In an infoworld article entitled “Government policies add to Japan’s broadband success,” Grant Gross led with this news:
A wide-ranging government policy on broadband and healthy competition among providers gives Japanese customers greater speeds at a much cheaper price than U.S. customers pay, a Japanese telecom executive said Wednesday.
Japanese customers pay about US$0.70 for each megabit per second of bandwidth, compared to $4.90 per megabit on average in the U.S., said Takashi Ebihara, senior director of the corporate strategy department at NTT East Corp. and a visiting fellow at the Center for Strategic and International Studies, a Washington, D.C., think tank.
In an article in Silicon Valley Watcher, Richard Koman had a similar article headlined, “Why broadband is 5x cheaper in Japan.” Government policy is undoubtedly extremely important for the communications industry (and government bureaucrats deserve much more credit than they usually receive). A comparison between U.S. and Japanese bandwidth prices can be easily used to support conventional views about government policy and competition. Such a comparison can also be ignored if more convenient for a particular point of view.
Ebihara’s presentation was much more interesting than these news reports indicate. Ebihara actually compared bandwidth prices across twelve countries. Moreover, he cited a source for the data quoted above. His source was ITU Internet Reports 2005. The table below includes all the relevant data given in that source. Thinking about policy and competition with respect to this set of countries and the range of prices that exists suggests that bandwidth prices are not strongly correlated with objective industry structures.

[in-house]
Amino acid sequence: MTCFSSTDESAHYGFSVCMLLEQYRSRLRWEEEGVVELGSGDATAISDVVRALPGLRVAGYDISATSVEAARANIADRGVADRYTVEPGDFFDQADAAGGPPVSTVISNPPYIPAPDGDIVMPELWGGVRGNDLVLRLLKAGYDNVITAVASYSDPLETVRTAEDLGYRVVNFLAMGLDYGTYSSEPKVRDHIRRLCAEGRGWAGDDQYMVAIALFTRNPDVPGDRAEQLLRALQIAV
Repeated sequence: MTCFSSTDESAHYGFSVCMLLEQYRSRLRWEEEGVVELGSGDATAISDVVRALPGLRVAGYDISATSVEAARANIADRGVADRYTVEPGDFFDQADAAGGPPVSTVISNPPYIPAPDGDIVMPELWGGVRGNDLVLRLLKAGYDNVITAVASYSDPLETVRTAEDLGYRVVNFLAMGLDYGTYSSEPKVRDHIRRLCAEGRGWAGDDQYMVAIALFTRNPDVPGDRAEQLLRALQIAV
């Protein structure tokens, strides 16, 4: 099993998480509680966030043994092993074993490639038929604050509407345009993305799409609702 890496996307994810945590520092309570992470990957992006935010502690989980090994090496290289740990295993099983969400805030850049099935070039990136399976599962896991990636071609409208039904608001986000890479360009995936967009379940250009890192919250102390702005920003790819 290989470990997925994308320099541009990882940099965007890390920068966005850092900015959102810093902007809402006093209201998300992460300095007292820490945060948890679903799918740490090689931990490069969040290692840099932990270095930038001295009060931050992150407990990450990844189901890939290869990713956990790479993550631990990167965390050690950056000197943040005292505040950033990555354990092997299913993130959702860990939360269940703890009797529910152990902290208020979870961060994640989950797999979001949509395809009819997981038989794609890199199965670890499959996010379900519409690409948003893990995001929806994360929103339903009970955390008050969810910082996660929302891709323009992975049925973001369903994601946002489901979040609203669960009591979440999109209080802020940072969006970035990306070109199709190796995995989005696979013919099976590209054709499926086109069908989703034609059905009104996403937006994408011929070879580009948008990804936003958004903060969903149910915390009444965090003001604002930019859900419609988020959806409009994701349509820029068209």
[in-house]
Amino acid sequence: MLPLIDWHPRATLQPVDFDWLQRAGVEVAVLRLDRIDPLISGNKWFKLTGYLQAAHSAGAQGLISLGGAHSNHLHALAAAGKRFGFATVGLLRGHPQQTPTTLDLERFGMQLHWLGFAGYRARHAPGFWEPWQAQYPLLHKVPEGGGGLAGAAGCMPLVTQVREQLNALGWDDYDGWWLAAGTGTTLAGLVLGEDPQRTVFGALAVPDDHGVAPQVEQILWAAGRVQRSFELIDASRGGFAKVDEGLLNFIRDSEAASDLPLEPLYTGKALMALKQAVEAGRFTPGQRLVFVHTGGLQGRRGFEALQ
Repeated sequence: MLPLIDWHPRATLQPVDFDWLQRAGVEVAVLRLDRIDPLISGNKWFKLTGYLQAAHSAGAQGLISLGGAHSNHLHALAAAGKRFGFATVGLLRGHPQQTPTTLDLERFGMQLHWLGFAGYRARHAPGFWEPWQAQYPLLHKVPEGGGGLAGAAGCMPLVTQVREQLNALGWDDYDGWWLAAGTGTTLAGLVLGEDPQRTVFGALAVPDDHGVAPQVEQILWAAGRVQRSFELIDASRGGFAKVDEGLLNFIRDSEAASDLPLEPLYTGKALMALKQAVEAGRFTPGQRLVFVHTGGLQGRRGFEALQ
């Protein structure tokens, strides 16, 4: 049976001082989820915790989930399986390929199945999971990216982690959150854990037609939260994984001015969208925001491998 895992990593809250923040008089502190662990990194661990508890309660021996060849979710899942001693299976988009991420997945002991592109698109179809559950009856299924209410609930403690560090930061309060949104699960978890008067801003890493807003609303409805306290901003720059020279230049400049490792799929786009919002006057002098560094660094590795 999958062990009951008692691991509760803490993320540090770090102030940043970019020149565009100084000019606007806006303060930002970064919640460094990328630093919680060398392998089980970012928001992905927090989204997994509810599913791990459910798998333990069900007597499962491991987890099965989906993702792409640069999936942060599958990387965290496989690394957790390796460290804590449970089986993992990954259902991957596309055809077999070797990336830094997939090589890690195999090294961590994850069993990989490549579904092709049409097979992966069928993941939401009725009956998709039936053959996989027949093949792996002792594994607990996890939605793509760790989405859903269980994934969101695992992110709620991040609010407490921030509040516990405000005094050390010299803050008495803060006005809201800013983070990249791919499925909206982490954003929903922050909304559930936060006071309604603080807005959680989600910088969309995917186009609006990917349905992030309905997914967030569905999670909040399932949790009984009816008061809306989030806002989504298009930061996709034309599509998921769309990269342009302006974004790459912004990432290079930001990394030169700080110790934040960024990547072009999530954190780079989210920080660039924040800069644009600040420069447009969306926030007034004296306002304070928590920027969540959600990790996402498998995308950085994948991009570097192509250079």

|Country or Region||US$ Per Megabit|
|Hong Kong, China||8.30|
|Source: ITU Internet Reports 2005|
NTT’s current broadband service prices do not have a consistent bandwidth price level. ADSL has a price per megabit about three times higher than the price per megabit for Fiber To The Building (FTTB — used for multi-tenant buildings). Fiber to the Home (FTTH) is about two-thirds more expensive than FTTB. NTT’s ISDN, on a per megabit basis, is about two thousand times more expensive than its FTTB.
|Access Service||Nominal Bandwidth||Price (JPY)||Equiv. Price USD||USD per Mbps|
|Source: Ebihara presentation, p. 10|
Bandwidth is more meaningful as a technical characteristic of a widely available service than as a good that users individually purchase. Most communications service users have little understanding of the concept of bandwidth. Most communication service providers do not guarantee the bandwidth of services purchased, nor define clearly what the nominal bandwidth of the service means. Moreover, the bandwidth of a “connection to the Internet” is no more meaningful than the bandwidth of a “connection to connections”.
A communications service business can be insightfully divided into two important activities. Building more capable communications networks and migrating users to them is one important activity for a communications business. In Japan, that is what NTT has done in shifting subscribers from ISDN to ADSL and then to fiber. Acquiring funds is another important activity for a communications business. Prices per megabit do not provide a good connection between these two aspects of a communications business.
OPLANs provides a useful alternative perspective on bandwidth prices. OPLANs emphasizes charging for access, not bandwidth. Thus an OPLAN is meant to be:
a network of truly ‘broadband’ capacity – i.e. where the bandwidth capacity is dictated by nothing other than physical characteristics of the deployed technologies 
With an OPLAN, users get to use as much bandwidth as they can. With modern fiber optics, that’s very high speed without any price. Moreover, that doesn’t depend on any particular national government policy, nor depend on competition.
 Malcolm Matson, “So What is an OPLAN?“